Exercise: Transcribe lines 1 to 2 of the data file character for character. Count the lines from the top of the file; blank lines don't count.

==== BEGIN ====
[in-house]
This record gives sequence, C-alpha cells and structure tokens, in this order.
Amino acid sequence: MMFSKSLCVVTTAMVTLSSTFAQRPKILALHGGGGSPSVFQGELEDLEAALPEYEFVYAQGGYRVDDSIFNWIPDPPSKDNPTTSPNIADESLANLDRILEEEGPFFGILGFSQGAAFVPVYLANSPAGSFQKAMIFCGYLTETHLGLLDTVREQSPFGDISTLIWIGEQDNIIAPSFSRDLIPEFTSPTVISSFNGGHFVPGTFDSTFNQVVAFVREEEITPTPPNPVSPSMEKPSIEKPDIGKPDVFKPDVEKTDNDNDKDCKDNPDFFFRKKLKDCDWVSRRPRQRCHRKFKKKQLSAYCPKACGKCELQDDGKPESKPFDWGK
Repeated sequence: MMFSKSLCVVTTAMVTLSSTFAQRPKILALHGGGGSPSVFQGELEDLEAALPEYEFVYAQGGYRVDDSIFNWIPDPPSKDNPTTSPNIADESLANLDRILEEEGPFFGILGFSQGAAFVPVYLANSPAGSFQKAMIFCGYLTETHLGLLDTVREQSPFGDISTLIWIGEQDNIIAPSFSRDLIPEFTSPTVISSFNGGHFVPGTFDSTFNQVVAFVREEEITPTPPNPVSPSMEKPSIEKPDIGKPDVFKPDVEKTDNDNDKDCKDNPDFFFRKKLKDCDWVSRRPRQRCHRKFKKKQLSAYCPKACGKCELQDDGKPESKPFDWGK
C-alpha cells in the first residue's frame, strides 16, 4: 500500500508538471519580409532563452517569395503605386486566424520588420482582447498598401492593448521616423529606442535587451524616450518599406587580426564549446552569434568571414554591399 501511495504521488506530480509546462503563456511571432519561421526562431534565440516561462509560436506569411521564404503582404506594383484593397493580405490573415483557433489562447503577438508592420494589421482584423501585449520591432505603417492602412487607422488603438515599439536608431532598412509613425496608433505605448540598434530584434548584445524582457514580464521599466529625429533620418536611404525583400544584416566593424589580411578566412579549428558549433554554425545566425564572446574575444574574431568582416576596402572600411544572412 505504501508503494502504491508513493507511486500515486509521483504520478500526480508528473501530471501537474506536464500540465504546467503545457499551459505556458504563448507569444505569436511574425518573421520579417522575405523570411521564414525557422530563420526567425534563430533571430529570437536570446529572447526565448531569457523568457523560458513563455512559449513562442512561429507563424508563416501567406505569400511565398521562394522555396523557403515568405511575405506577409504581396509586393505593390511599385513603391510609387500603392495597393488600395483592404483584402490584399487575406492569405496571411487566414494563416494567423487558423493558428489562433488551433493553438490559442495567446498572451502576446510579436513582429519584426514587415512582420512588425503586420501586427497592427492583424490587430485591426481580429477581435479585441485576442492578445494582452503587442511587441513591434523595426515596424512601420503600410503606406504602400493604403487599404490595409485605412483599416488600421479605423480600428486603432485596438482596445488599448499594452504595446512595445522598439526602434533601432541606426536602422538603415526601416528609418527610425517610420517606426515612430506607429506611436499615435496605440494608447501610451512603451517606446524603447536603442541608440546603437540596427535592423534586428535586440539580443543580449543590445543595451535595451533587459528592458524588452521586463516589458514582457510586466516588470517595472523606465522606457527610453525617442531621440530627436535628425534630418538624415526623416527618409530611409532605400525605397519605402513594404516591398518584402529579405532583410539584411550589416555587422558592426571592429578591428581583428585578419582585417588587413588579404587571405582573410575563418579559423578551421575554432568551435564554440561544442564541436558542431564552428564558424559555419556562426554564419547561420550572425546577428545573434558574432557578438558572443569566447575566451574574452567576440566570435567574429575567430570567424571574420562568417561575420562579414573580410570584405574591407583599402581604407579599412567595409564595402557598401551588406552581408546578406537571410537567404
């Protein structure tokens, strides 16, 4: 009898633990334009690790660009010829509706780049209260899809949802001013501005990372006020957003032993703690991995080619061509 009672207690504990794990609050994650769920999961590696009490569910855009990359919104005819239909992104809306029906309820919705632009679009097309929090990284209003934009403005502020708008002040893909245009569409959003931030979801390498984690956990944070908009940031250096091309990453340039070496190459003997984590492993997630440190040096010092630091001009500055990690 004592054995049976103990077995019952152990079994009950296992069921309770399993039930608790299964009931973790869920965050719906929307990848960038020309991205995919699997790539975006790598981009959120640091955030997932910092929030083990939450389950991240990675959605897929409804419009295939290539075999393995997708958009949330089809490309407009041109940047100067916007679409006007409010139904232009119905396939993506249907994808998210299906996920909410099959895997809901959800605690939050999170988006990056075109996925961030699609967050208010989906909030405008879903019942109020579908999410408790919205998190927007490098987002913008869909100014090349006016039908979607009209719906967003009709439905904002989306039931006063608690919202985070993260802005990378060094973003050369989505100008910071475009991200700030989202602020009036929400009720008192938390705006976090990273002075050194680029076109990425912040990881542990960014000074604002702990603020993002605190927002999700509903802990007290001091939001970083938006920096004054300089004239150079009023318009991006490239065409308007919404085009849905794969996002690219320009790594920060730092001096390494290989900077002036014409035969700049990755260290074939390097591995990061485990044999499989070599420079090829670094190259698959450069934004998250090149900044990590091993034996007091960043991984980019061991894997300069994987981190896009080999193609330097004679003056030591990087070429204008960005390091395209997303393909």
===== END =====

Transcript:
[in-house]
This record gives sequence, C-alpha cells and structure tokens, in this order.